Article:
All of these terms can get confusing - we'll try to help you understand the differences
If you’ve spent any amount of time as an independent life insurance agent in this industry, you’ve probably heard these terms pretty regularly: IMO, FMO, BGA, MGA, and GA.
You’ve likely already gathered that these terms refer to different types of life insurance marketing organizations that independent insurance agents can join to gain certain benefits. What you may be less clear on is the difference between these different types of organizations. The truth is, there are no absolutely clear definitions on what constitutes an IMO or an FMO, for example. But in this article we’ll try our best to provide some clarity.
What is an IMO?
An independent marketing organization (IMO) is a top-level organization that is licensed to sell life insurance products, usually in all states. An IMO partners with the carriers they choose to represent (some as few as three or four, but others with dozens of carriers) and contracts directly with those carriers to sell their insurance products. Typically, an IMO then contracts groups or agencies (BGAs and MGAs, not individual agents) into their organization to sell insurance products. In return for the override they earn from the agencies’ production, an IMO provides value to the agencies through providing access to marketing, training, and support for their agents.
MGAs and BGAs who join the same IMO also enjoy the camaraderie of being in the same group, as well as having more weight to throw around as a group for the purposes of negotiating service contracts and raising any issues at the carrier level. Many IMOs also provide perks like incentive trips to exotic destinations for the top-producing individual and groups within their organizations. From an individual agent’s perspective, choosing a MGA or BGA with the right IMO relationship can have a huge impact on your business. As with anything else, some IMOs offer much greater value to their downline than others. The quality of the marketing and training programs can vary greatly from IMO to IMO, so doing your research is important.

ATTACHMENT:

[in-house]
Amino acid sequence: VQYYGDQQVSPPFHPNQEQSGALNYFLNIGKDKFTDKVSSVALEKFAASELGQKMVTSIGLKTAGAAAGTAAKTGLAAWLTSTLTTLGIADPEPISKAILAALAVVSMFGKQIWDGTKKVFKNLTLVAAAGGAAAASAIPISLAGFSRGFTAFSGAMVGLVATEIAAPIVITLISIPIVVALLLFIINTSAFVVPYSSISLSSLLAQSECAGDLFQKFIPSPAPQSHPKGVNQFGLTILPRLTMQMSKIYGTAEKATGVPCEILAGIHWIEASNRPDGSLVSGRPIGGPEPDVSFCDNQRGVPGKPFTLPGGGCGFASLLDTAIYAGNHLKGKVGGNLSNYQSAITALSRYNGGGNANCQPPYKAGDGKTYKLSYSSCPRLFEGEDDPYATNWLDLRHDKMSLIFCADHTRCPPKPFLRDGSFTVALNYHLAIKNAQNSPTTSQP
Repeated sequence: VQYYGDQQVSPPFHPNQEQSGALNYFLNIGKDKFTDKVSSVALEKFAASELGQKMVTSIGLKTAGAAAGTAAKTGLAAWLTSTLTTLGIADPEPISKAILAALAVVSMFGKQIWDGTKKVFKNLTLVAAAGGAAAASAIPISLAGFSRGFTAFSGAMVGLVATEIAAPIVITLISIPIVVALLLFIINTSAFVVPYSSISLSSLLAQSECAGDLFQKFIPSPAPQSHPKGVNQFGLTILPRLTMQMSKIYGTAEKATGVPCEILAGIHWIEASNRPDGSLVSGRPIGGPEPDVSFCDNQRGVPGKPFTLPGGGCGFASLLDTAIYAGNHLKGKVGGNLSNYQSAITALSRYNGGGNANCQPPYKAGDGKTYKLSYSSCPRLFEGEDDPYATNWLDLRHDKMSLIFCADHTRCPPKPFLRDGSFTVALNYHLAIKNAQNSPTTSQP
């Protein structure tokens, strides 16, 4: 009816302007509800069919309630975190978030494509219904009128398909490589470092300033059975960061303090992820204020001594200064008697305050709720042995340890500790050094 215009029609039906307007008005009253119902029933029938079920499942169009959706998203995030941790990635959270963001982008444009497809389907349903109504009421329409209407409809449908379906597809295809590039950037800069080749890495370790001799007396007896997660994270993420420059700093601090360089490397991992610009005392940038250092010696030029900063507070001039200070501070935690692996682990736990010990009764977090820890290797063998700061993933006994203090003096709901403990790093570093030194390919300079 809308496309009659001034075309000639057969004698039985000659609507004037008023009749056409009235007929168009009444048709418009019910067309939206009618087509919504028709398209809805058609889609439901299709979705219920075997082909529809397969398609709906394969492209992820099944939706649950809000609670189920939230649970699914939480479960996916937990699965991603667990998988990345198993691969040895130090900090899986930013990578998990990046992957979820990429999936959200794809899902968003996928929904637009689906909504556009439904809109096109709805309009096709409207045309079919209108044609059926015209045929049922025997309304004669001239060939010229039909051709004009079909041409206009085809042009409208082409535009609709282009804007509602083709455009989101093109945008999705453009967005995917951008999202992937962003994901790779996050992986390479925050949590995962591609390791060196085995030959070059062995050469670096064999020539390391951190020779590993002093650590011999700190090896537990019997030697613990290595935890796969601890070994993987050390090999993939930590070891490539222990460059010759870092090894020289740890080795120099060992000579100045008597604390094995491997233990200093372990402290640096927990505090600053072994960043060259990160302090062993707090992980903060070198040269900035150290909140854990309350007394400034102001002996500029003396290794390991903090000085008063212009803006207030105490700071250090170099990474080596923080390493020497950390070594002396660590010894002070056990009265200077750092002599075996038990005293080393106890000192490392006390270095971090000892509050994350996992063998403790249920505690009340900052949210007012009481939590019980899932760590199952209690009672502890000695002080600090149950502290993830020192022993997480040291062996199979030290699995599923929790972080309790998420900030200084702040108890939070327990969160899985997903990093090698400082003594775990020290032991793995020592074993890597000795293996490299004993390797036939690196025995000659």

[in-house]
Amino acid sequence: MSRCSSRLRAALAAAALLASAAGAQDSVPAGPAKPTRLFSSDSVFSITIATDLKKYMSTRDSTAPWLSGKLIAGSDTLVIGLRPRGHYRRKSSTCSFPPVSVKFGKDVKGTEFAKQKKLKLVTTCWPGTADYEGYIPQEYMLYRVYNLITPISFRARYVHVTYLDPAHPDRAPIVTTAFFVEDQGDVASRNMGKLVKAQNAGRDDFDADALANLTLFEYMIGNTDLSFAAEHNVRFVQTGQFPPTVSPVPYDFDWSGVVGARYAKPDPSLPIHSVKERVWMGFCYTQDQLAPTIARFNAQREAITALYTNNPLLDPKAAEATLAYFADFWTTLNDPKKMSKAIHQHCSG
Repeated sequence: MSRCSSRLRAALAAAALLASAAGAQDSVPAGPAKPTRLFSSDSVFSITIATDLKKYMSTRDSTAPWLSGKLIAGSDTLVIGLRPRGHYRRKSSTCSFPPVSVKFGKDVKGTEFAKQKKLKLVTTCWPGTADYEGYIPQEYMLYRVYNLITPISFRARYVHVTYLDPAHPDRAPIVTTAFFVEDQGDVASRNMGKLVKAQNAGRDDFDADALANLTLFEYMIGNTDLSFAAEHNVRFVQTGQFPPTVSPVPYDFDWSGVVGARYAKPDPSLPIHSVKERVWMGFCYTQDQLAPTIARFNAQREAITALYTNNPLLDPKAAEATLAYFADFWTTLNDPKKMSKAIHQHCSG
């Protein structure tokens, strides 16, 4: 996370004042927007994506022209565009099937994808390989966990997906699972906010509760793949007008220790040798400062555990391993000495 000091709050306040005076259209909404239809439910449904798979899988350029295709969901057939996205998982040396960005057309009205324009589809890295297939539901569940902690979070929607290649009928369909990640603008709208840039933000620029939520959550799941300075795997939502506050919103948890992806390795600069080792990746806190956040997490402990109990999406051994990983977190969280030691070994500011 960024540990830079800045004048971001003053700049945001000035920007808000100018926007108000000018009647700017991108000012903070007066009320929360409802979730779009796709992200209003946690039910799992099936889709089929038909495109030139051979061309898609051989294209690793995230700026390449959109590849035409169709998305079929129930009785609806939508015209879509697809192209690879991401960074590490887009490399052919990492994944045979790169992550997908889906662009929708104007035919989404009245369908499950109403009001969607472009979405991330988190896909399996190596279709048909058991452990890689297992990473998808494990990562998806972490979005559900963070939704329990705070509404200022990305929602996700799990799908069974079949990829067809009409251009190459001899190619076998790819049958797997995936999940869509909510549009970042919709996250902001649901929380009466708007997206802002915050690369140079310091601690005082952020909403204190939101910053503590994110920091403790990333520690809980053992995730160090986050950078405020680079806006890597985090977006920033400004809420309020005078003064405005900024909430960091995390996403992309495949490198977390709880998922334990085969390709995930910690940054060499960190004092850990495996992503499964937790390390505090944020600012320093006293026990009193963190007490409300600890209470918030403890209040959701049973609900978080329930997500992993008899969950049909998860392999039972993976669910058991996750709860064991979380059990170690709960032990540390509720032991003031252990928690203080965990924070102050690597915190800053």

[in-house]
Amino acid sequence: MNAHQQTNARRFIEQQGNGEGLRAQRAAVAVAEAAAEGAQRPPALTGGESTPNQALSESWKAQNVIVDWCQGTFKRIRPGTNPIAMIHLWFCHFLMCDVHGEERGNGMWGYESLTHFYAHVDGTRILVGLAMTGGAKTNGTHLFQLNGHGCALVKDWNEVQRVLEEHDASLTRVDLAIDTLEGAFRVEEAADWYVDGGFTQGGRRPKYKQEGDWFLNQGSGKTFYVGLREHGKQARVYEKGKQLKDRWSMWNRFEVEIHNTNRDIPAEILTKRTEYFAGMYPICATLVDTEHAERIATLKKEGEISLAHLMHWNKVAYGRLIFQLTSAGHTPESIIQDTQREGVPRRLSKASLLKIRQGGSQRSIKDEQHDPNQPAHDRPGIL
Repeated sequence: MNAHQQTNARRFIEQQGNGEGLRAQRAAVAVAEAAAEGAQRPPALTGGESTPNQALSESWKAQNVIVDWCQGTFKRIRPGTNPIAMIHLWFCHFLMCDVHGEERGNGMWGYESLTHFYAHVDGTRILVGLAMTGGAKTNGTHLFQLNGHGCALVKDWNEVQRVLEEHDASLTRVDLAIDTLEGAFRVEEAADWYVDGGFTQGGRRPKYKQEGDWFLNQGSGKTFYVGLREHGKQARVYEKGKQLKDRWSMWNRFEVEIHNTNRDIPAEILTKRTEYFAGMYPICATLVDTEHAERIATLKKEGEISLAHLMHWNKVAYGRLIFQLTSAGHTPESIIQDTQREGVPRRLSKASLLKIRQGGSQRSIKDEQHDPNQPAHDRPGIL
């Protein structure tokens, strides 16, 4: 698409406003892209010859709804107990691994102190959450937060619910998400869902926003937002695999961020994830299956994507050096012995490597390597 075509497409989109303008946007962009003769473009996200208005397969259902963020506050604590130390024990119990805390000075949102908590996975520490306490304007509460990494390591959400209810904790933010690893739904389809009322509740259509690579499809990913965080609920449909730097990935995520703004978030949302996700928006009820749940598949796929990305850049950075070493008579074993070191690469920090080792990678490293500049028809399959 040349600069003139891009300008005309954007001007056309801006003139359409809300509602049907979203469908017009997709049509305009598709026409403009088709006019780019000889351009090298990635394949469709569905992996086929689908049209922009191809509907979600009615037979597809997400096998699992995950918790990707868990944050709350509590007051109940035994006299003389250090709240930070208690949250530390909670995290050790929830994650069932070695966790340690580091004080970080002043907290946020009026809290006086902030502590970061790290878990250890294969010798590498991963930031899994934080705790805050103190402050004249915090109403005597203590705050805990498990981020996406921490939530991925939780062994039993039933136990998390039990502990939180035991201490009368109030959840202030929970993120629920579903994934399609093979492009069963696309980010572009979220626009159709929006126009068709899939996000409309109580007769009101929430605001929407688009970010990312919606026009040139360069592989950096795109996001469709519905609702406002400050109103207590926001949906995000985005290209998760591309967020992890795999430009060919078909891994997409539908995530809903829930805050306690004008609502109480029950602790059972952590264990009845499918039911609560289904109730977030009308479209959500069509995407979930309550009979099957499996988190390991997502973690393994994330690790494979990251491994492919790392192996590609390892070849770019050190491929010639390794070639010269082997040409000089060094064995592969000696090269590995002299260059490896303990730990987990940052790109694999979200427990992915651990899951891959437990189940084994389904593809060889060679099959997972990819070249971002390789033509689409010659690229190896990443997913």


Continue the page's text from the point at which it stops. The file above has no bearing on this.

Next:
What is an FMO?
Generally speaking, an FMO is the same thing as an IMO, but on the annuity side of the business as opposed to the life insurance side. With more life insurance groups growing their annuity business and vice versa, the lines between IMO and FMO have become blurred, leading to some confusion.
It might be easiest to just regard “IMO” and “FMO” as interchangeable terms with no real difference between them, other than perhaps providing some insight into what products they mainly specialize in.
What is an MGA?
A managing general agent (MGA) is typically the head of an insurance agency or a group of agents. MGAs may partner with IMOs or FMOs and are usually situated directly downline from those top-of-hierarchy organizations.
An MGA is characterized by their own group of downline agents who they contract underneath the MGA in return for support, guidance, training, and sometimes even a physical office space from which to work. MGAs typically earn the highest contracts available outside of IMOs and FMOs.
What is a BGA?
Similar to the relationship between IMOs and FMOs, a brokerage general agency (BGA) is very similar to an MGA and the two terms have almost become synonymous in the industry. BGAs contract and work with individual agents to provide access to carrier contracts, IMO tools and benefits, field training, support, etc.
What are GAs?
General agents (GAs) are highly-producing agents with top agent contracts and (possibly) a small downline of agents that they support with training and guidance. Typically, a GA contracts under an MGA or BGA and connects their agents to the benefits and resources that MGA/BGA (and, in effect, their upline IMO) provides.
The lines between these different hierarchical organizations and groups may seem fuzzy, and that’s largely due to there not being any real set rules for what constitutes an MGA vs a BGA or an IMO vs an FMO. In the end, the most important thing is that an agent knows the quality of the organizations he or she is hitching their wagon to.
Picking the right MGA or BGA to partner with should have everything to do with the IMO or FMO they are associated with and what benefits are being provided from a training, marketing, and support level. Contract levels are important, too – but the real value of an IMO lies in the not just the promises they make about providing value, but whether they deliver the goods.
Alliance Group, for example, is a national IMO with over 25 years of experience and an industry-leading digital marketing and training platform that is available to each of its agents nationwide. Click here to see an example of the value a quality IMO should be expected to deliver.
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When it comes to life insurance marketing & training, no IMO does it better than Alliance Group.REACH OUT